On balance, the Department finds strong support for the fixed-job model as the best approximation for the likely effects of a reclassification of above-minimum-wage workers from overtime exempt to overtime nonexempt and the fixed-wage model as the best approximation of the likely effects of a reclassification of minimum-wage workers from overtime exempt to overtime nonexempt. In addition, the studies suggest that although observed wage adjustment patterns are consistent with the fixed-job model, this evidence also suggests that the actual wage adjustment might, especially in the short run, be less than 100 percent as predicted by the fixed-job model. Thus, the hybrid model used in this analysis may be described as a substantial, but incomplete fixed-job model.

To determine the magnitude of the adjustment, the Department accounted for the following findings. Earlier research had demonstrated that in the absence of regulation some employers may voluntarily pay workers some overtime premium to entice them to work longer hours, to compensate workers for unexpected changes in their schedules, or as a result of collective bargaining.[194] Barkume (2010) found that the measured adjustment of wages and hours to overtime premium requirements depended on what overtime premium might be paid in absence of any requirement to do so. Thus, when Barkume assumed that workers would receive an average voluntary overtime pay premium of 28 percent in the absence of an overtime pay regulation, which is the average overtime premium that Bell and Hart (2003) found British employers paid in the absence of any overtime regulations, the straight-time hourly wage adjusted downward by 80 percent of the amount that would occur with the fixed-job model.[195] When Barkume assumed workers would receive no voluntary overtime pay premium in the absence of an overtime pay regulation, the results were more consistent with Trejo's (1991) findings that the adjustment was a smaller percentage. The Department modeled an adjustment process between these two findings. Although it seemed reasonable that some premium was paid for overtime in the absence of regulation, Barkume's assumption of a 28 percent initial overtime premium is likely too high for the salaried workers potentially affected by a change in the salary and compensation level requirements for the EAP exemptions because this assumption is based on a study of workers in Britain. British workers were likely paid a larger voluntary overtime premium than American workers because Britain did not have a required overtime pay regulation and so collective bargaining played a larger role in implementing overtime pay.[196] If the Department were to use only Barkume's assumptions and results to model employer adjustment to the overtime wage premium requirement for affected workers, estimated Year 1 transfers would total $247.9 million; further estimates derived from Barkume's findings will be presented later in the analysis. However, in the sections that Start Printed Page 51273immediately follow, the Department uses both papers to model transfers.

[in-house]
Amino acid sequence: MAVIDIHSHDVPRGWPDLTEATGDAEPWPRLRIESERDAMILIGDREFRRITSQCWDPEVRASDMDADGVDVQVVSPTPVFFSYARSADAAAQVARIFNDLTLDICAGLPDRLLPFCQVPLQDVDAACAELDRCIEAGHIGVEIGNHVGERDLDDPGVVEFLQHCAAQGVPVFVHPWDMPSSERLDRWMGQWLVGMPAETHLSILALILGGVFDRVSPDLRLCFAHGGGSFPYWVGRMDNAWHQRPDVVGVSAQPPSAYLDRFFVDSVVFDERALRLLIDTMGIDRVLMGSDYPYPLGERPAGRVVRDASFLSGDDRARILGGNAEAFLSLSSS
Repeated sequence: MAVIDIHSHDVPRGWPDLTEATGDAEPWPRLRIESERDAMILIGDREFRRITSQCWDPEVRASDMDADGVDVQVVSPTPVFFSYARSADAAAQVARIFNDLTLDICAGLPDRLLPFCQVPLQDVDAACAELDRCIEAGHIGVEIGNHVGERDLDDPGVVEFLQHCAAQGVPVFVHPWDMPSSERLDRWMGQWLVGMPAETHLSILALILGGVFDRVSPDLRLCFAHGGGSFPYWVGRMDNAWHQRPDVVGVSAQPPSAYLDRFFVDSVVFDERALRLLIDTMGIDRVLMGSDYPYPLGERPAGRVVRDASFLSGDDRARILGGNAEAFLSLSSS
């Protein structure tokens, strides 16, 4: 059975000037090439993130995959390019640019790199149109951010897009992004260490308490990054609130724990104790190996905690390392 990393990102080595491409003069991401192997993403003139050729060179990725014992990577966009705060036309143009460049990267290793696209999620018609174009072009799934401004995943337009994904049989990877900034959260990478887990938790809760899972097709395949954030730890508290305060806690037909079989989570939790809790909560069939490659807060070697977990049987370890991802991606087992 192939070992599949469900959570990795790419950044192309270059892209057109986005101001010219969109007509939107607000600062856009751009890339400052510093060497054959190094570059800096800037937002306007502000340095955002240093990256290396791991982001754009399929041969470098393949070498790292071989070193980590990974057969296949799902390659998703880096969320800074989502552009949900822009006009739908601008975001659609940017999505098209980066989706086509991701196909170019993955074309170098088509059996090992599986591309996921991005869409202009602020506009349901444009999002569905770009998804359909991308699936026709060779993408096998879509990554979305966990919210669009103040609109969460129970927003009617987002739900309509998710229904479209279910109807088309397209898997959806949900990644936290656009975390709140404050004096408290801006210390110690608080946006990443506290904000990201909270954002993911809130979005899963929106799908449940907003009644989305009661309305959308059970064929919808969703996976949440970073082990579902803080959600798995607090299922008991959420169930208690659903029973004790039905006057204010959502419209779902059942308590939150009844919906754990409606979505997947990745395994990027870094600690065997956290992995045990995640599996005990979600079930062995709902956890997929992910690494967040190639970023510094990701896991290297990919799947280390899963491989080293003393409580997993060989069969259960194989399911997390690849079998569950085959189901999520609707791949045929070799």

Identifying Types of Affected Workers

The Department identified four types of workers whose work characteristics affect how it modeled employers' responses to the changes in both the standard and HCE salary levels:

  • Type 1: Workers who do not work overtime.
  • Type 2: Workers who do not regularly work overtime but occasionally work overtime.
  • Type 3: Workers who regularly work overtime and become overtime eligible (nonexempt).
  • Type 4: Workers who regularly work overtime and remain exempt, because it is less expensive for the employer to pay the updated salary level than to pay overtime and incur additional managerial costs.